That is a great question. So in an earlier episode of the podcast, we talked to Maribeth Carrillo. And in that episode, we talked a little bit about what an IIS is. But as a refresher, if I may borrow some language from the CDC website, “an immunization information system is a confidential computerized database that records all immunization doses that providers administer to individuals.”

So basically, providers can look up a person’s immunization record through the IIS, which can then help them determine if a person needs certain vaccines or other clinical decisions. And at the population level, IIS provide aggregate data for surveillance and other public health activities, and most states have their own IIS.

JESSICA

Yeah, they’re usually based on geographic regions.

PIPER

Right, exactly.

JESSICA

And so they’re kind of a big deal in public health.

PIPER

Yes, IIS are kind of a big deal in public health, and Therese is kind of a big deal in the world of IIS, which is part of why I was so excited to talk with her. So I started out by asking Therese how she started working in IIS in the mid-’90s.

THERESE

You know, it was really amazing because I used to work HIV and AIDS and I worked in community health. And when I left there, I actually took the summer off and started looking for work in public health and this immunization registry job was in the paper. I had no idea about immunizations or registries. I applied and when I was interviewed, one of the interviewees said, “What do you know about computers?” And I said, “I know Word.” And he said, “That’s great!” And he said, “Anything else?” I said, “No, that’s about it.”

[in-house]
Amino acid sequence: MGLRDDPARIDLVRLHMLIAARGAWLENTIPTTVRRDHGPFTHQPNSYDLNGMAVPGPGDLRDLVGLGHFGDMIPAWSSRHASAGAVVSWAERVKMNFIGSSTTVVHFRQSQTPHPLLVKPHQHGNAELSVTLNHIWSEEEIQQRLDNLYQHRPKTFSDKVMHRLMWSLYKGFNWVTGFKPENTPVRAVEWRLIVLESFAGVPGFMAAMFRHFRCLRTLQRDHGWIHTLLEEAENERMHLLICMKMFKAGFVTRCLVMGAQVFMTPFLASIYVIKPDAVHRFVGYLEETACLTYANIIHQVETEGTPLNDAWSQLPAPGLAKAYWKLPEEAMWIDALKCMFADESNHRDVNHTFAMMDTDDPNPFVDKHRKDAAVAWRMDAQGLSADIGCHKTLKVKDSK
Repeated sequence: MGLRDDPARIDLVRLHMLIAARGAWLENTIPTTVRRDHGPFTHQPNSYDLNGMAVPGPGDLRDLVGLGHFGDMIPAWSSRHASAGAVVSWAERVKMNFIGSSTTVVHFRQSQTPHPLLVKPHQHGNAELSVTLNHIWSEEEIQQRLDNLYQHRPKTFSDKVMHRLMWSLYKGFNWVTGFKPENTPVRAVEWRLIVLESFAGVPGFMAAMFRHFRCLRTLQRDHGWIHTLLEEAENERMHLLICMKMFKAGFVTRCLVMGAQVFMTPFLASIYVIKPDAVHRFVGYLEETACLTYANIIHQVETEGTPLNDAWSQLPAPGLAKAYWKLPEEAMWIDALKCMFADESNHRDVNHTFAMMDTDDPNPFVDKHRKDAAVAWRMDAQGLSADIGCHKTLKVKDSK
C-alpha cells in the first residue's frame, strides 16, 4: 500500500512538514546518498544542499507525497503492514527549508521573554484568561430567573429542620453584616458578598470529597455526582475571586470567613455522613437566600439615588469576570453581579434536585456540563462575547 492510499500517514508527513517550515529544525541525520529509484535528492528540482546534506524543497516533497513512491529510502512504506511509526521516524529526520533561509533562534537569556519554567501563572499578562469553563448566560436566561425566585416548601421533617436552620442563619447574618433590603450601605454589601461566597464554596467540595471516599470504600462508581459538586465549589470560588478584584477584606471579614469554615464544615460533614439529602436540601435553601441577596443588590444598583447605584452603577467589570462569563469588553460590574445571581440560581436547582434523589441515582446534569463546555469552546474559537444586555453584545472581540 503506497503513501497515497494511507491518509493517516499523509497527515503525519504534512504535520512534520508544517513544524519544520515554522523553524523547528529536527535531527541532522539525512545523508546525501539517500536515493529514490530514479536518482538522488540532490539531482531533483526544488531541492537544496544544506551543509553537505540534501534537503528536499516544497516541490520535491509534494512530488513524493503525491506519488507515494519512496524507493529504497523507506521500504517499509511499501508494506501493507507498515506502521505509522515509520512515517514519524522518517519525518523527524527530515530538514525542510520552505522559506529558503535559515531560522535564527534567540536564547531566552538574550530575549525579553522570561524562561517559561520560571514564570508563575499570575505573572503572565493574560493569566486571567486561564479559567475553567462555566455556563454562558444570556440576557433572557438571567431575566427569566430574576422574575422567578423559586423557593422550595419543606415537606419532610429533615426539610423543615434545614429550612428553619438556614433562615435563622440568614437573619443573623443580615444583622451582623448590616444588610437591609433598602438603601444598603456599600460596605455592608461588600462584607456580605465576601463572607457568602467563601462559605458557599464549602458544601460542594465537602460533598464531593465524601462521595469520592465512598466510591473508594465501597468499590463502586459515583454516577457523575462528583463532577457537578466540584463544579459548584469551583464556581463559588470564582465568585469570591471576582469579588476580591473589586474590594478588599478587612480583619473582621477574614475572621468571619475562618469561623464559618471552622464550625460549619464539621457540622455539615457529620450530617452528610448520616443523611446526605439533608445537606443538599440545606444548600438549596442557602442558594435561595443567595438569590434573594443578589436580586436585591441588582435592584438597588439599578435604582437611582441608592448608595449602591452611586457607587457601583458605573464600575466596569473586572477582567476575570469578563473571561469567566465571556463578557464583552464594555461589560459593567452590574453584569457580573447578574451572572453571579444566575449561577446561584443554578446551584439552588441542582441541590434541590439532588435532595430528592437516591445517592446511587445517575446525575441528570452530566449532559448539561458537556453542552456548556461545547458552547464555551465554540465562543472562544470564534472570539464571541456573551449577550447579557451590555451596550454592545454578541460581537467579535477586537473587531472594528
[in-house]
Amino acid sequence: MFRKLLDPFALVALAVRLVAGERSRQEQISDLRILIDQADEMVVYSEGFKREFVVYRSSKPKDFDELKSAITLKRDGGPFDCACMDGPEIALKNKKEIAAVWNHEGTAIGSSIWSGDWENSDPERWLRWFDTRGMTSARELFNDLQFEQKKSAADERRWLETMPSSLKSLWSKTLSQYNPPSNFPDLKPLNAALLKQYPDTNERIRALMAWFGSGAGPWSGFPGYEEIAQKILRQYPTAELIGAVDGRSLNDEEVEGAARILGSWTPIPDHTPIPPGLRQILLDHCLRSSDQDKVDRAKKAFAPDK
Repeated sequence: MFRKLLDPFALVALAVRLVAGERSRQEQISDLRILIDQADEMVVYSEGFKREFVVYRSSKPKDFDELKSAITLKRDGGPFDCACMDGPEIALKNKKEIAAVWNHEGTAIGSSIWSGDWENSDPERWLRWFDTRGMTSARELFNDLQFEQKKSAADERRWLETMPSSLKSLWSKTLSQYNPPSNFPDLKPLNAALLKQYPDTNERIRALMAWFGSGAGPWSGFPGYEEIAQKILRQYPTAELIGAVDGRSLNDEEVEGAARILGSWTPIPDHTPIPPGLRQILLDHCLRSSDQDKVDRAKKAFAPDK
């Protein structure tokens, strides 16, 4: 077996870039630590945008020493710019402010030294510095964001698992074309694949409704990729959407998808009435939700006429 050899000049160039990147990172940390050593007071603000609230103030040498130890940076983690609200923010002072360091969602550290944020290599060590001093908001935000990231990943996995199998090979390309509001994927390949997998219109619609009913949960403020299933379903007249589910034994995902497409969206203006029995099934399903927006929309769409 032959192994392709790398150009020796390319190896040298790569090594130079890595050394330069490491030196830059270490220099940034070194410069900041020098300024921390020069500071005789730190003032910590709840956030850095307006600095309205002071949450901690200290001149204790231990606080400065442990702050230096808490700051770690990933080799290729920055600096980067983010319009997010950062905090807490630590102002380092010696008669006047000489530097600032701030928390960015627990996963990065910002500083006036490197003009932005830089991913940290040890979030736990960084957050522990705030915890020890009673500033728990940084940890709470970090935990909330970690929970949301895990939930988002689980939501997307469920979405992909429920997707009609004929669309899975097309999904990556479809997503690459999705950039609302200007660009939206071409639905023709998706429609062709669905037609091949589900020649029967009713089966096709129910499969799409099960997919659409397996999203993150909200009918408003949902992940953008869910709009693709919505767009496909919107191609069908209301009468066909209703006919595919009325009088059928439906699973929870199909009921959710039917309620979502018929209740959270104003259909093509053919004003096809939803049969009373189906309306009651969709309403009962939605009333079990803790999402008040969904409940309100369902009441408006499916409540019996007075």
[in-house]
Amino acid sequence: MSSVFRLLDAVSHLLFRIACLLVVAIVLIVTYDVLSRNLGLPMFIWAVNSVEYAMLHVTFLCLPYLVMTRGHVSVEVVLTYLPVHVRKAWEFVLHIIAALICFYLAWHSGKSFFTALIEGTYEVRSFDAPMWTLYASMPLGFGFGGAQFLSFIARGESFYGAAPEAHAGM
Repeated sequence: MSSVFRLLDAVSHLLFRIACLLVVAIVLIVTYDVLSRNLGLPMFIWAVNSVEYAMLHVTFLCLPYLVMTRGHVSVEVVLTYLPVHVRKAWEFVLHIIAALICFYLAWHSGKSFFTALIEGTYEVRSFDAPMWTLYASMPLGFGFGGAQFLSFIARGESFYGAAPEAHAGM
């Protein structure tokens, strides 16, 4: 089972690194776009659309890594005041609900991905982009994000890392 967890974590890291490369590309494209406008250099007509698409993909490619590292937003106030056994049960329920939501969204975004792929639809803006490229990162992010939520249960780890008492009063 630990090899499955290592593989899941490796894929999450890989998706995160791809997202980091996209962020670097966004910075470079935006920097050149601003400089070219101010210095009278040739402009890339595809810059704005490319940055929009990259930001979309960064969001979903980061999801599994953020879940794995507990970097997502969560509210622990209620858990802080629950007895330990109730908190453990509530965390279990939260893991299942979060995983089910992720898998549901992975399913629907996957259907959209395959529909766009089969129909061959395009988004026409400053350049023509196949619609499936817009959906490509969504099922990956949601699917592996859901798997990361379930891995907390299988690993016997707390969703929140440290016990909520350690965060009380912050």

So it was really exciting because the IIS was in the business requirement stage and so it hadn’t been developed. I had no idea what we were talking about because I had never seen one. And so we were developing marketing materials to sell something that we didn’t know if it worked. So it was exciting. It was cutting-edge and I learned about immunizations, which I had no idea how complicated they were to, you know, to learn about it.

But my favorite story about immunizations is the public health nurses and the government support. A couple of them worked in HIV and AIDS and I knew them. And I remember saying to them, “Oh, this is gonna be such a great job. It won’t be political at all” without knowing because HIV was so political, you know, in the ’90s, early ’90s. And it was sort of like I was gonna take a deep breath and not worry about politics, just public health.